Whirlpool Oven Won't Light

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Things You'll Need

  • Whirlpool oven manual

  • New kitchen fuse, if needed

  • Sponge

  • Towel

  • Toothpicks

  • Short and long matches


Be safe and check all of the burners on your oven even if only one isn't lighting properly. The other burners may also be wearing out or have debris that needs to be cleaned off.

Read your owner's manual before trying to remove electrical heating elements because different ovens may call for different removal techniques.


Do not try to clean the gas jets on your burners with solvents, as most solvents are flammable.

Use caution when troubleshooting a gas or electric oven. Not following the manufacturer's instructions can cause an explosion and severe burns.

Test the top and oven burners if your oven will not light.

Whirlpool makes several different models of gas and electric ovens for your cooking needs. You may experience intermittent or no burner and oven lighting due to built in safety precautions or worn out oven parts. You can determine the cause of the problem by being safe and thorough and testing both the top and oven burners for debris and worn parts. There are several troubleshooting techniques to try when your Whirlpool oven will not light.

Electric Ovens

Step 1

Check your home's fuse box to ensure that you have not blown the fuse or tripped a circuit breaker that controls power to your kitchen. Reset or replace the fuse if needed.

Step 2

Unplug the oven, and then plug it back in. Wait 30 seconds and try to turn on both the top burners and the oven's heating element.

Step 3

Make sure all top burners and the oven are off. Lift up on each burner's heating element and pull it straight out. Do the same for the oven's heating element after you have removed any oven racks and heat plates. Clean off the contacts on all of the elements with a sponge and check all of the receptacles for debris that can prevent the elements from seating correctly.

Step 4

Check the elements' contacts for pitting, scars, burns, corrosion, rust or bending while you dry them off with a towel. Replace any damaged heating elements and their corresponding elements on the oven.

Step 5

Plug the heating elements for the top burners and the oven back into their respective receptacles. Turn each burner and the oven on to ensure that the elements are lighting.

Gas Oven

Step 1

Ensure that all of the top burners and oven are turned off. Remove any oven racks, heat plates and burner hardware so that you can get to all of the burners on top and in the oven. If your oven has a pilot lights for all burners, check to see that they are lit.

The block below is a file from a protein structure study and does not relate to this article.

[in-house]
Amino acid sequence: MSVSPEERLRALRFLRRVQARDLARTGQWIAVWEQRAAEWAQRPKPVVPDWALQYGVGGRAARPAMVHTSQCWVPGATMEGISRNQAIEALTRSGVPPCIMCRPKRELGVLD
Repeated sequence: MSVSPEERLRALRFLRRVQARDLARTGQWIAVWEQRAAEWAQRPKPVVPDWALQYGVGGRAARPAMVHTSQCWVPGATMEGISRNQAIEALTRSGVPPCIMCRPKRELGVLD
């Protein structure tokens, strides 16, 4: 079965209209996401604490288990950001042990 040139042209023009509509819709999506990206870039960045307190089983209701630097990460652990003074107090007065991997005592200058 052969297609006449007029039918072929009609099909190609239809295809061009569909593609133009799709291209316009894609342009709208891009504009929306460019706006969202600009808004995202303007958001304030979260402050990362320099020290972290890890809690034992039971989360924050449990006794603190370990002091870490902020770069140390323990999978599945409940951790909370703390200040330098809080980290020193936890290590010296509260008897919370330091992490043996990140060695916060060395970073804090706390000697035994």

Step 2

If the pilot lights are not lit, clean away any debris around the pilot lights and relight them with matches, using the longer matches for the hard-to-reach pilot light on the oven. If the pilot lights are lit, but the burners will not turn on either on top or in the oven, turn off all of the burners on top and in the oven. Clean out each gas jet hole on each burner with a toothpick. Do not forget to clean the broiler burners as well. Do not push so hard that you break off a toothpick in a gas jet.

Step 3

Newer Whirlpool gas jet ovens have a Direct Spark Ignition System (DSI) that uses electricity to light your gas oven. The DSI electronically checks the gas valves' solenoids for continuity of gas flow. If the checks fail, the DSI will turn off both the baking and broiling burners for the oven.

Step 4

Try turning the oven on again to ignite the baking and broiling burners. The ignitor will spark again for 4 seconds and will try again in 30 seconds to ignite the burners. If the burners do not ignite, the oven's microcomputer will lock the system out to prevent a build up of gas and an explosion.

Step 5

If your Whirlpool's system has been locked out, have a repair person check the oven's gas supply, the DSI and the gas valves' solenoids for worn out parts that need to be replaced.


Mary McNally

Mary McNally has been writing and editing for over 13 years, including publications at Cornell University Press, Larson Publications and College Athletic Magazines. McNally also wrote and edited career and computer materials for Stanford University and Ithaca College. She holds a master's degree in career development from John F. Kennedy University and a bachelor's degree from Cornell University in counseling.